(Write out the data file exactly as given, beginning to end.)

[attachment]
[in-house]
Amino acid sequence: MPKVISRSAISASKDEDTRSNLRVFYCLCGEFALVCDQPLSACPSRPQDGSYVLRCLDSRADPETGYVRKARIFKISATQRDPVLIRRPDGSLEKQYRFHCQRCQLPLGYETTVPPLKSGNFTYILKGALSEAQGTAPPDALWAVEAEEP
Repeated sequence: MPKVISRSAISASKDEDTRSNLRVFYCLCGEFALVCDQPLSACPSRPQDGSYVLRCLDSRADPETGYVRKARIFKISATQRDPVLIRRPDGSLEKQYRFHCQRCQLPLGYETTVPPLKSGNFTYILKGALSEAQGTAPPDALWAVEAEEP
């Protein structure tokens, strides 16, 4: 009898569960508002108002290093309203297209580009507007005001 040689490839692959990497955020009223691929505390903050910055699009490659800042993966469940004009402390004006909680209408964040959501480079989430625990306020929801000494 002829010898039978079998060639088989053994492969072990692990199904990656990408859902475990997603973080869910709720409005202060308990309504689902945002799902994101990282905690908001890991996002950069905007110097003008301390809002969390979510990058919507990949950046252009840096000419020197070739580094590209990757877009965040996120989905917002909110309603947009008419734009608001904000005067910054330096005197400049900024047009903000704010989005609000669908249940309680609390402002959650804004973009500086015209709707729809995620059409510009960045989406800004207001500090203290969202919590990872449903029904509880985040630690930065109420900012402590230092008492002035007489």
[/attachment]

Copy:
[in-house]
Amino acid sequence: MPKVISRSAISASKDEDTRSNLRVFYCLCGEFALVCDQPLSACPSRPQDGSYVLRCLDSRADPETGYVRKARIFKISATQRDPVLIRRPDGSLEKQYRFHCQRCQLPLGYETTVPPLKSGNFTYILKGALSEAQGTAPPDALWAVEAEEP
Repeated sequence: MPKVISRSAISASKDEDTRSNLRVFYCLCGEFALVCDQPLSACPSRPQDGSYVLRCLDSRADPETGYVRKARIFKISATQRDPVLIRRPDGSLEKQYRFHCQRCQLPLGYETTVPPLKSGNFTYILKGALSEAQGTAPPDALWAVEAEEP
């Protein structure tokens, strides 16, 4: 009898569960508002108002290093309203297209580009507007005001 040689490839692959990497955020009223691929505390903050910055699009490659800042993966469940004009402390004006909680209408964040959501480079989430625990306020929801000494 002829010898039978079998060639088989053994492969072990692990199904990656990408859902475990997603973080869910709720409005202060308990309504689902945002799902994101990282905690908001890991996002950069905007110097003008301390809002969390979510990058919507990949950046252009840096000419020197070739580094590209990757877009965040996120989905917002909110309603947009008419734009608001904000005067910054330096005197400049900024047009903000704010989005609000669908249940309680609390402002959650804004973009500086015209709707729809995620059409510009960045989406800004207001500090203290969202919590990872449903029904509880985040630690930065109420900012402590230092008492002035007489």